From Einstein's "easy" explanation https://www.bartleby.com/173/9.html
(Yes, I have reviewed 8 other answers to similar questions. Please bear with me.)
M is on the platform, T (aka M') is on the train with open carriages. Just as T passes M, lightening strikes two points A and B equidistant behind and ahead of both M and T.
For Thunder (not in Einstein's explanation), M will clearly hear both bangs together, and knowing the speed of sound through air and distances to A and B can calculate when the lightening struck. It will also take a little time for the sound to reach T in the middle of the train, during which T will move ahead of M. T will thus hear the front B strike first as he will now be closer to B than A, and the speed of sound is relative to the air. Clear.
For Light let us assume M will also see both flashes at the same time. Let that be the definition of the flashes being Simultaneous. But what about T?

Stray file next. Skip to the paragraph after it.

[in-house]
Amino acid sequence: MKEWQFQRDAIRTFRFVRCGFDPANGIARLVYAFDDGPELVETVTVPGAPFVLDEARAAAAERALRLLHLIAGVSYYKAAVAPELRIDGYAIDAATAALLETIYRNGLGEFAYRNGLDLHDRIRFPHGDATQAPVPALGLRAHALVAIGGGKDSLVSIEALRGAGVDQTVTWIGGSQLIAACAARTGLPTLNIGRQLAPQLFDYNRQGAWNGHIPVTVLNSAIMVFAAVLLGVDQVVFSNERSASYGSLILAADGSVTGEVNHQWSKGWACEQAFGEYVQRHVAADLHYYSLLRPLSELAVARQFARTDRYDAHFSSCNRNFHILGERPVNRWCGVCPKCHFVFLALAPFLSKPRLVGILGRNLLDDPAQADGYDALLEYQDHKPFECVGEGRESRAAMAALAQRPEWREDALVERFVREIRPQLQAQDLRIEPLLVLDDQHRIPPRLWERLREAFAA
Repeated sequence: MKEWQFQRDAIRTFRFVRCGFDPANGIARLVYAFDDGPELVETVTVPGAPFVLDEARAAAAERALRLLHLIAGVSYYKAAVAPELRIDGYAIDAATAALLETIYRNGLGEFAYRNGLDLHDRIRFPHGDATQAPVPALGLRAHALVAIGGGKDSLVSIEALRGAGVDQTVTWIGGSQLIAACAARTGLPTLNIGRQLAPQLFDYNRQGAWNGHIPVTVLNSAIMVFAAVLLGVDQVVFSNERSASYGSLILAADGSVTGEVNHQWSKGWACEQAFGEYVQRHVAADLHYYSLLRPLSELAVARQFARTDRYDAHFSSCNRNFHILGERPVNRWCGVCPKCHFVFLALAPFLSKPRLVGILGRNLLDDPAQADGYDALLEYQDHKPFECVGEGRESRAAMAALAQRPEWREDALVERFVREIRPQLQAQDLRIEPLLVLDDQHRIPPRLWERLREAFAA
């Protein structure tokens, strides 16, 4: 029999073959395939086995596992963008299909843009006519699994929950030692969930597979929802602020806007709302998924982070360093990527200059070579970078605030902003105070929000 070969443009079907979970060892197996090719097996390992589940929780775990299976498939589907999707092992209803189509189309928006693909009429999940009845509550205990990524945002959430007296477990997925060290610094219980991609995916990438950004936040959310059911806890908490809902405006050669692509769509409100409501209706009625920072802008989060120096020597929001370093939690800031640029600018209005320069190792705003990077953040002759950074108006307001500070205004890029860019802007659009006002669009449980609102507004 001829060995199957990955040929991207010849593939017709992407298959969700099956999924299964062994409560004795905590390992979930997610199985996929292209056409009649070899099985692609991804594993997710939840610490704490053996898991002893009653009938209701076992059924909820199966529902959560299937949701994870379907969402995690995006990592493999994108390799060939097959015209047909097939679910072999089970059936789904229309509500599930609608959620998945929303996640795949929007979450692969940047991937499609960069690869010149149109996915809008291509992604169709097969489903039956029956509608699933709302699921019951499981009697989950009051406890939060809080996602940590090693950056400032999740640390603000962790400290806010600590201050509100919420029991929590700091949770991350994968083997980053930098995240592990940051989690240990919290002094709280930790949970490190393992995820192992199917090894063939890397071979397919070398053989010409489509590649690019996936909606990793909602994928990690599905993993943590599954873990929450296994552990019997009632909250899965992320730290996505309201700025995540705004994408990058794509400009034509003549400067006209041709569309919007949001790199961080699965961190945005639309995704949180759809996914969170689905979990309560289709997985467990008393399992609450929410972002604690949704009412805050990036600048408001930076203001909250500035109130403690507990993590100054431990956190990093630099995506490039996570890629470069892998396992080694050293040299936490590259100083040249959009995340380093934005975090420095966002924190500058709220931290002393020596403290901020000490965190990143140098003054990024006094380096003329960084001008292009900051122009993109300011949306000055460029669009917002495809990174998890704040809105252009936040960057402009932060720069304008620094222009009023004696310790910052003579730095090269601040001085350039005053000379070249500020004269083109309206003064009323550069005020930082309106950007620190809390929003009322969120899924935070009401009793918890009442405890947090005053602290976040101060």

Unlike sound, the speed of light is relative to the frame of reference of the observer. T is equidistant from A and B when the flash occurred, so T should also see both flashes together. Like for thunder, T has moved a little to the right of M before seeing the flashes, but M's relative position is not relevant to T's observation of the flashes.
But Einstein says, without explanation, that T sees B before A?
Question: Would T actually see B before A? If so, why?
There has also been some commentary about what M might think that T observed if M did not understand Relativity. If T had mirrors and M was observing flashes in the mirrors. But that is not what Einstein said. So let us stick to just what M and T actually observe.